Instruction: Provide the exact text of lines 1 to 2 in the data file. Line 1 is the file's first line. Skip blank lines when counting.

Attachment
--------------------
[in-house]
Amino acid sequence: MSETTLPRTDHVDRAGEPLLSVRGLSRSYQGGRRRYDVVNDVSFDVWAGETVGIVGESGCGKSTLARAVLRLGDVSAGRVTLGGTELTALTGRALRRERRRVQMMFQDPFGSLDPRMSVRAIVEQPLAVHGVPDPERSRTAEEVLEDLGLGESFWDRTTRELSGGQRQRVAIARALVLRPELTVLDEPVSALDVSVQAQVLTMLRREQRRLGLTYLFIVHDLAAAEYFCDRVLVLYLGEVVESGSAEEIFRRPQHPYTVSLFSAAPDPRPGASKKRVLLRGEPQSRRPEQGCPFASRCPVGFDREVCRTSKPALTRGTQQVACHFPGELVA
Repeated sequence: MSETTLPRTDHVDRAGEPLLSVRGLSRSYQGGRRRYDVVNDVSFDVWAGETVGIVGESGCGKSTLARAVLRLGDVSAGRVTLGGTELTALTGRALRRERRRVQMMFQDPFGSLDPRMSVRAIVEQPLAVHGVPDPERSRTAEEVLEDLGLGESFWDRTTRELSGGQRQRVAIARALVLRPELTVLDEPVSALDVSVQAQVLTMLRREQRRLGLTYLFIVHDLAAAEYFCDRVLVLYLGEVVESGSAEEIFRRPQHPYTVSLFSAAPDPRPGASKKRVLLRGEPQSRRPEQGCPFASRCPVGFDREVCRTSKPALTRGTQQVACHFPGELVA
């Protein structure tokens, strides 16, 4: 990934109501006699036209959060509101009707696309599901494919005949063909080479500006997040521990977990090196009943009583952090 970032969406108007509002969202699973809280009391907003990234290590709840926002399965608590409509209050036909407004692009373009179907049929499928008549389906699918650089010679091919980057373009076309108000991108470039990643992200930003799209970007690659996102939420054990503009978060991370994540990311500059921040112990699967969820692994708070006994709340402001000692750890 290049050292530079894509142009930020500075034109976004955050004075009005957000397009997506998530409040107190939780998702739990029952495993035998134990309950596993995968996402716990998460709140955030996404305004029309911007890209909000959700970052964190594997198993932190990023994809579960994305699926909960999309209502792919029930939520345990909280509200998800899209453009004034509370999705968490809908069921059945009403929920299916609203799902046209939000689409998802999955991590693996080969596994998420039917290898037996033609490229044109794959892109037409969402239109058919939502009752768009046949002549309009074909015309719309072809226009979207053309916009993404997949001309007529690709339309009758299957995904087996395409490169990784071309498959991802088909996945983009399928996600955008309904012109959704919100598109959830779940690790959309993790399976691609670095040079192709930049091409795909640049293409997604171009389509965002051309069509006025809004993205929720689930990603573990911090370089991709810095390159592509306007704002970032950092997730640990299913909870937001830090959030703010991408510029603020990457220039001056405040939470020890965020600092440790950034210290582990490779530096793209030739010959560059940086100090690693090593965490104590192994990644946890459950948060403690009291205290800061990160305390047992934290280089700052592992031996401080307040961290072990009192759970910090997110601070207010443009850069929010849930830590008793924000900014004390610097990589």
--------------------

[in-house]
Amino acid sequence: MSETTLPRTDHVDRAGEPLLSVRGLSRSYQGGRRRYDVVNDVSFDVWAGETVGIVGESGCGKSTLARAVLRLGDVSAGRVTLGGTELTALTGRALRRERRRVQMMFQDPFGSLDPRMSVRAIVEQPLAVHGVPDPERSRTAEEVLEDLGLGESFWDRTTRELSGGQRQRVAIARALVLRPELTVLDEPVSALDVSVQAQVLTMLRREQRRLGLTYLFIVHDLAAAEYFCDRVLVLYLGEVVESGSAEEIFRRPQHPYTVSLFSAAPDPRPGASKKRVLLRGEPQSRRPEQGCPFASRCPVGFDREVCRTSKPALTRGTQQVACHFPGELVA